Rest and rotation will be ‘crucial’ for England claims selector Ed Smith

Jonny Bairstow with national team selector Ed Smith © Getty Images

England’s national selector Ed Smith has said it is “crucial” to prioritise players’ wellbeing, and suggested that “rest and rotation will be a central part” of his selection process going forward as cricket catches up with other sports.

In an interview with The Sunday Times, Smith said that the senior players rested for the T20 tour of New Zealand – including Jason Roy, Moeen Ali and Ben Stokes – were told, rather than asked, to rest after a draining home summer.

“With the T20s in New Zealand, it wasn’t a case of, ‘What do you think about resting?’ It was, ‘You’re rested.’ It’s crucial we attend to players’ wellbeing,” Smith said. “We’re fortunate that Eoin Morgan, having won the World Cup, saw an opportunity to look at new challenges and that we have a lot of depth in white-ball cricket.

“I work closely with people who are intimately involved with the pastoral care of the England team. They respect confidences, however there are times when people have said that this person might benefit from a break. Moving forward, rest and rotation will be a central part of good selection. Players must be well mentally and physically, and capable of performing at their best when we need them to.”

Smith, who became England’s national selector in April 2018, used the example of the Rugby World Cup to show that other sports were ahead of cricket in their attitude towards resting players. England coach Eddie Jones used fly-half George Ford off the bench rather than starting in his team’s quarter-final win against Australia, and in his press conference after the game said that he had “changed his role” rather than dropping him. “Come into modern rugby – join us,” Jones said. “Rugby has changed, it’s a 23-man game.”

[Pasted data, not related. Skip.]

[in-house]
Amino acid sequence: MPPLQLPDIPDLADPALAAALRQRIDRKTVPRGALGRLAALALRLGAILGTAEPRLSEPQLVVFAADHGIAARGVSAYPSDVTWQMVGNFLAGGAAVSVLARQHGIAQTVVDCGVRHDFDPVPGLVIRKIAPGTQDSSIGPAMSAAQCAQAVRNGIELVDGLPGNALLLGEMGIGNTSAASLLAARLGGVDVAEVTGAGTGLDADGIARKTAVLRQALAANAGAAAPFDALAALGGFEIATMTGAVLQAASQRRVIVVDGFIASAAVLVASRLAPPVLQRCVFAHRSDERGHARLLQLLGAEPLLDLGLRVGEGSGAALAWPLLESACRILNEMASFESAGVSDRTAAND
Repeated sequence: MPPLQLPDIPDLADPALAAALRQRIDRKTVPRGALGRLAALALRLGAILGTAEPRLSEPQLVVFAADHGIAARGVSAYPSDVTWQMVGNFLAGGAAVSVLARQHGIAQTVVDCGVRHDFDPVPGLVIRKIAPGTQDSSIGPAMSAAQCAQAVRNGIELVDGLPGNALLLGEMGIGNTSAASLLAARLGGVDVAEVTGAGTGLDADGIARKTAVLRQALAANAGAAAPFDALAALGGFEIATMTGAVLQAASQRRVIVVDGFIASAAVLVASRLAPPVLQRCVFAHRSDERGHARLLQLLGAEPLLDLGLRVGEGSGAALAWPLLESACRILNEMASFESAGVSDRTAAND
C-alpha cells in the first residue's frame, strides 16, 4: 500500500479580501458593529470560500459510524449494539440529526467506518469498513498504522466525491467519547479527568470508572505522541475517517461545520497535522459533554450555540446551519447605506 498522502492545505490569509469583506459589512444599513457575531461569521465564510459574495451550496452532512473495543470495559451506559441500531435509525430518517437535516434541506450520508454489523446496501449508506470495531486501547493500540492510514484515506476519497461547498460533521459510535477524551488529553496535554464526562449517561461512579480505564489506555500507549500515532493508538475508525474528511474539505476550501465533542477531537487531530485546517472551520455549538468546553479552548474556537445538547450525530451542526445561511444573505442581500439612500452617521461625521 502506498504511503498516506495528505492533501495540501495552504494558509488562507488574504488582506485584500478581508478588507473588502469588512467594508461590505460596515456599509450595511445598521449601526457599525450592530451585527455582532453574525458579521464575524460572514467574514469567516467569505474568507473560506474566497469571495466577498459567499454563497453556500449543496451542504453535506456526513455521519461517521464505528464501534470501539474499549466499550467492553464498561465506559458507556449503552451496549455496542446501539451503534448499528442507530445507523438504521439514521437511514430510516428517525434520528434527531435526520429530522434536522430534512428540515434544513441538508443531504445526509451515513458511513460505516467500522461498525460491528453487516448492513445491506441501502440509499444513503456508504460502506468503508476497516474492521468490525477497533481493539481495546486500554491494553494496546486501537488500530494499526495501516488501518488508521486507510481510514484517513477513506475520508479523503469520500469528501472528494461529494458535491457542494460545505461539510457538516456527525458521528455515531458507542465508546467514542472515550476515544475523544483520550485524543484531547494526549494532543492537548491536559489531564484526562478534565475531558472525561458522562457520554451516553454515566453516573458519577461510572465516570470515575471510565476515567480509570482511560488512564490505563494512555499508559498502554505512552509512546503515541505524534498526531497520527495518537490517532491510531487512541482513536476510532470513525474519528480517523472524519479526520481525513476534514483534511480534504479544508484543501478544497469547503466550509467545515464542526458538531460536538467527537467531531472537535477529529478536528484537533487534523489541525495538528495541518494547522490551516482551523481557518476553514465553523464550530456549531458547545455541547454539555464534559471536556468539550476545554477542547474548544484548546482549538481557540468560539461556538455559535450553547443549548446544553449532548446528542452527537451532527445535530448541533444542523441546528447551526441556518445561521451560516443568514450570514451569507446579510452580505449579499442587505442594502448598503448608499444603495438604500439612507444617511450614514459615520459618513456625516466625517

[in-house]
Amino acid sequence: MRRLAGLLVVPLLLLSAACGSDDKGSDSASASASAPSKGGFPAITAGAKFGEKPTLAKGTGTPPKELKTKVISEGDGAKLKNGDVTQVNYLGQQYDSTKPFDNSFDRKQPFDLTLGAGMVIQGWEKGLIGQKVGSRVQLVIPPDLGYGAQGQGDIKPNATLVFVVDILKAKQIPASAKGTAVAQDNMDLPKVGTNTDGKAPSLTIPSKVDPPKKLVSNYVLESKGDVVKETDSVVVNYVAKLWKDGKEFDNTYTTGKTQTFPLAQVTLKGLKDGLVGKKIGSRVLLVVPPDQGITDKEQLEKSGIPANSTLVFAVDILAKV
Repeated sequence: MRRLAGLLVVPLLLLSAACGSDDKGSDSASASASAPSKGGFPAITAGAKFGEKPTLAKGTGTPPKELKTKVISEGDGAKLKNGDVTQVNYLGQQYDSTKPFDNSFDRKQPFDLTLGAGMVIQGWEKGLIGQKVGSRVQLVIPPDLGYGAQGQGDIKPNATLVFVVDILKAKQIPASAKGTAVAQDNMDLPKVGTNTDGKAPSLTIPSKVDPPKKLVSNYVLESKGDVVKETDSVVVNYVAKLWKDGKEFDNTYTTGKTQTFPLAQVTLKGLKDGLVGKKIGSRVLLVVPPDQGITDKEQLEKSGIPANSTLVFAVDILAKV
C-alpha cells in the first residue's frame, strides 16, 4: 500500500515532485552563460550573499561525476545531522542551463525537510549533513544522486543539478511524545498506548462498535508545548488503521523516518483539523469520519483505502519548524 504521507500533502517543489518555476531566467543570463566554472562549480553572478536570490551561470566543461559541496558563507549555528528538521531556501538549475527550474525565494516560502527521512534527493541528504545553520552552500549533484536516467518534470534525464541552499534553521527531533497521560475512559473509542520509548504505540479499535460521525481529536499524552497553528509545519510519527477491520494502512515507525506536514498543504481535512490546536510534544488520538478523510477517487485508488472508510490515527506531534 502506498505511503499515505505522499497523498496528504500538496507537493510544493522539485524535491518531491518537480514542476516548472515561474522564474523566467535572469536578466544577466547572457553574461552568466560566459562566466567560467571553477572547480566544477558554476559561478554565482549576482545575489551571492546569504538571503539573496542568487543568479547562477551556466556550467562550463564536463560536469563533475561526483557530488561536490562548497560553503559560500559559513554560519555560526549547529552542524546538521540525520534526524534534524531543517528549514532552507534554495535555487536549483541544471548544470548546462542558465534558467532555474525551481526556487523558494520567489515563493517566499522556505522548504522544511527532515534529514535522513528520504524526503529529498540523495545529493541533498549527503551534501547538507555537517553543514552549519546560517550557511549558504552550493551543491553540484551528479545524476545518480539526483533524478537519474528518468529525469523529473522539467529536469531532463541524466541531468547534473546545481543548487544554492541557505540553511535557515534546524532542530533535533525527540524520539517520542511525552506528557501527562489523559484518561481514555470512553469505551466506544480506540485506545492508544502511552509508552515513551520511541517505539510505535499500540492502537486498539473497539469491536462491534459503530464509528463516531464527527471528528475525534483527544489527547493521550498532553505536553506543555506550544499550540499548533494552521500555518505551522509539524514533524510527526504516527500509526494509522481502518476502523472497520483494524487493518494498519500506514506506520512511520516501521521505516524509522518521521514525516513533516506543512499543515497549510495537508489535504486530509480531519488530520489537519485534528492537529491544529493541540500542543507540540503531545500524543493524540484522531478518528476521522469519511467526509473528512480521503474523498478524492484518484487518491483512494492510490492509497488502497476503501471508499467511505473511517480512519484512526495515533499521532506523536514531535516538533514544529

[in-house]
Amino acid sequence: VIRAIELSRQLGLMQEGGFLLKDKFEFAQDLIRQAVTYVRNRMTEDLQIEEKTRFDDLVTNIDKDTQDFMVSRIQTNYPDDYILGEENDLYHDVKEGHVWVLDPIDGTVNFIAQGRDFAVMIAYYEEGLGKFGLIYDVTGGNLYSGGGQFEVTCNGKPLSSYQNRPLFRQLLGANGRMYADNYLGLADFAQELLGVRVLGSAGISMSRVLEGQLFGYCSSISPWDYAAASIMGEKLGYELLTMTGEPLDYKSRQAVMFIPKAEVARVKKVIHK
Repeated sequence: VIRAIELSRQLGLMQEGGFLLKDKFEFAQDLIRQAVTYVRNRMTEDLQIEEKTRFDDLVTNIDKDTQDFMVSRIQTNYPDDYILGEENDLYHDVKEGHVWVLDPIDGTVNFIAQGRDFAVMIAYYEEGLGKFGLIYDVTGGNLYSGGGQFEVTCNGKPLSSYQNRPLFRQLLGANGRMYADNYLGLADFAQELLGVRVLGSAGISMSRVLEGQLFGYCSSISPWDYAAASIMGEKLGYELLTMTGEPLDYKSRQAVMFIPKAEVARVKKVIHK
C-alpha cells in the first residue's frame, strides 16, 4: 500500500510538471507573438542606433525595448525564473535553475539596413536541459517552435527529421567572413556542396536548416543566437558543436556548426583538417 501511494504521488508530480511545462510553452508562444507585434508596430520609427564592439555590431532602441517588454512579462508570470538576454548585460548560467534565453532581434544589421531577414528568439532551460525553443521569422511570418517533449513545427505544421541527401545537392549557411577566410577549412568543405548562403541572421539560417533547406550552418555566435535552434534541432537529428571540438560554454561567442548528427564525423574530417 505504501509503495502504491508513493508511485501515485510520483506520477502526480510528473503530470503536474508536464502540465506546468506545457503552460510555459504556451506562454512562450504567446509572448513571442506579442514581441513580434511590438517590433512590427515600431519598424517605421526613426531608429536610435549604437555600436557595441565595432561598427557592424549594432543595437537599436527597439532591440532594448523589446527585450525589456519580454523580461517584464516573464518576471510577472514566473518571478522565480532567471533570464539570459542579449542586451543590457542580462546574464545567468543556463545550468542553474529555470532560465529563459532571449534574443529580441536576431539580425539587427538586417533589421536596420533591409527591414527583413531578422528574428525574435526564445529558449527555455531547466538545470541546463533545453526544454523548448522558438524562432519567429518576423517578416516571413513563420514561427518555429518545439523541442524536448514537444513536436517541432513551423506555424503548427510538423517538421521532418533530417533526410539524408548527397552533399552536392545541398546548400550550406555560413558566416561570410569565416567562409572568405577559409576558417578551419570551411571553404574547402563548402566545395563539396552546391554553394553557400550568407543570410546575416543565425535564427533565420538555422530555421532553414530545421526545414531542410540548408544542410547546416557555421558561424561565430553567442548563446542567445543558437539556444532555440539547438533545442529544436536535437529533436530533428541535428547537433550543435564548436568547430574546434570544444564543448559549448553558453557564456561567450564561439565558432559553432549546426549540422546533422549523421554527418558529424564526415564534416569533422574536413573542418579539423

Smith drew parallels with Eddie Jones’ decision to leave George Ford out of England’s starting XV at the Rugby World Cup © Getty Images

“Baseball got there in 1880, football in 1990, rugby in the 2010s, and cricket’s moving in that direction,” Smith said. “You have a strong core based around a strong leader, but there’s got to be room for people taking time out when they need a physical and mental – or technical – recharge. Then there’s always a way back.”

Perhaps Smith’s most high-profile recent selection decision was to drop Jonny Bairstow from England’s Test squad for their tour of New Zealand, but he suggested that the wicketkeeper/batsman will be back in contention very soon.

ALSO READ: Challenge clear for Bairstow as axing marks start of England’s new Test focus

“I remember sitting with Jonny when he’d missed a game in Sri Lanka [in last year’s Test series] and I said, ‘it won’t be long, not because I’m predicting somebody will get dropped but because you’re a very good player and very good players come back’. A week later he was raising his bat having scored a Test hundred.

“That will be one way selectors can really contribute to successful teams — thinking about the person and having a strong sense of care, supporting them emotionally and psychologically, so if a crunch point is coming you manage it the best way.

“He’s a key player who has played well in all formats. Jonny was selected in 2012 as an outstanding young batsman and since then his first-class average outside Tests is 57. That’s how good he is and Jonny at his best would be a huge asset.”

Smith also revealed that he will give new head coach Chris Silverwood the final say regarding England’s final XI. Smith’s official role is to pick the squad from which the coach and captain pick the team, but he admitted he has “been involved in discussions around final XIs on tour”.

“Chris [Silverwood] is very organised and likes to have a clear process that happens every time,” he said. “So we will have a call two days out before every Test match between me and Chris, or James [Taylor] and Chris.

“We’ll look at the options … if it’s these conditions that guy [plays], in those conditions that guy [plays]. Two days out you have that discussion, so everyone is in the loop. I’m very comfortable with that.

“If the question is who should have the final say on the final XI, it should be the captain and coach, because you’ve got to go with what you want. That’s as it should be.”

ESPN Sports Media Ltd.